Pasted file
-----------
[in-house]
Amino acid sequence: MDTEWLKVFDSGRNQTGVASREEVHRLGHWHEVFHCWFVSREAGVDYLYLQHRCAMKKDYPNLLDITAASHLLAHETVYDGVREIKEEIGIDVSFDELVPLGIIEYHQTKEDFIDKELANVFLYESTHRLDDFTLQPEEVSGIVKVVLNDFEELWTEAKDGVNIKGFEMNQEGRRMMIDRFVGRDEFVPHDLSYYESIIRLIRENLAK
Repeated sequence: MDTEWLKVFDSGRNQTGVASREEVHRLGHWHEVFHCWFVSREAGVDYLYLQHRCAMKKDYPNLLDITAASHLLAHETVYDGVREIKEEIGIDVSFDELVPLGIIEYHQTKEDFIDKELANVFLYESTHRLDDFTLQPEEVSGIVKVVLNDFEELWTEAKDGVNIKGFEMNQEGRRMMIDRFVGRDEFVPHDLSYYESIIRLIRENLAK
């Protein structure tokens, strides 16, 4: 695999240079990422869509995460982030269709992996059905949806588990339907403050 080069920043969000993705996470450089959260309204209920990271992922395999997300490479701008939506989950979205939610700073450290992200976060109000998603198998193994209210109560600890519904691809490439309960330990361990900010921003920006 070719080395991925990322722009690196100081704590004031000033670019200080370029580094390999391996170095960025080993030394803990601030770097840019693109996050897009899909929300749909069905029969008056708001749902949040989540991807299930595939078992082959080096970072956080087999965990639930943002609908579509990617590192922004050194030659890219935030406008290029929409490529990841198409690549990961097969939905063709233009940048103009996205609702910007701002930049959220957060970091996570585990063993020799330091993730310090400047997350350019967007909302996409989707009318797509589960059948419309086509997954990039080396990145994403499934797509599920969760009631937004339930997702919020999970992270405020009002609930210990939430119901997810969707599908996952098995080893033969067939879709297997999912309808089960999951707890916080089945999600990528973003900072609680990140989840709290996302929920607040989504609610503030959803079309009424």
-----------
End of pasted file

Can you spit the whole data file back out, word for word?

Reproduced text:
[in-house]
Amino acid sequence: MDTEWLKVFDSGRNQTGVASREEVHRLGHWHEVFHCWFVSREAGVDYLYLQHRCAMKKDYPNLLDITAASHLLAHETVYDGVREIKEEIGIDVSFDELVPLGIIEYHQTKEDFIDKELANVFLYESTHRLDDFTLQPEEVSGIVKVVLNDFEELWTEAKDGVNIKGFEMNQEGRRMMIDRFVGRDEFVPHDLSYYESIIRLIRENLAK
Repeated sequence: MDTEWLKVFDSGRNQTGVASREEVHRLGHWHEVFHCWFVSREAGVDYLYLQHRCAMKKDYPNLLDITAASHLLAHETVYDGVREIKEEIGIDVSFDELVPLGIIEYHQTKEDFIDKELANVFLYESTHRLDDFTLQPEEVSGIVKVVLNDFEELWTEAKDGVNIKGFEMNQEGRRMMIDRFVGRDEFVPHDLSYYESIIRLIRENLAK
């Protein structure tokens, strides 16, 4: 695999240079990422869509995460982030269709992996059905949806588990339907403050 080069920043969000993705996470450089959260309204209920990271992922395999997300490479701008939506989950979205939610700073450290992200976060109000998603198998193994209210109560600890519904691809490439309960330990361990900010921003920006 070719080395991925990322722009690196100081704590004031000033670019200080370029580094390999391996170095960025080993030394803990601030770097840019693109996050897009899909929300749909069905029969008056708001749902949040989540991807299930595939078992082959080096970072956080087999965990639930943002609908579509990617590192922004050194030659890219935030406008290029929409490529990841198409690549990961097969939905063709233009940048103009996205609702910007701002930049959220957060970091996570585990063993020799330091993730310090400047997350350019967007909302996409989707009318797509589960059948419309086509997954990039080396990145994403499934797509599920969760009631937004339930997702919020999970992270405020009002609930210990939430119901997810969707599908996952098995080893033969067939879709297997999912309808089960999951707890916080089945999600990528973003900072609680990140989840709290996302929920607040989504609610503030959803079309009424």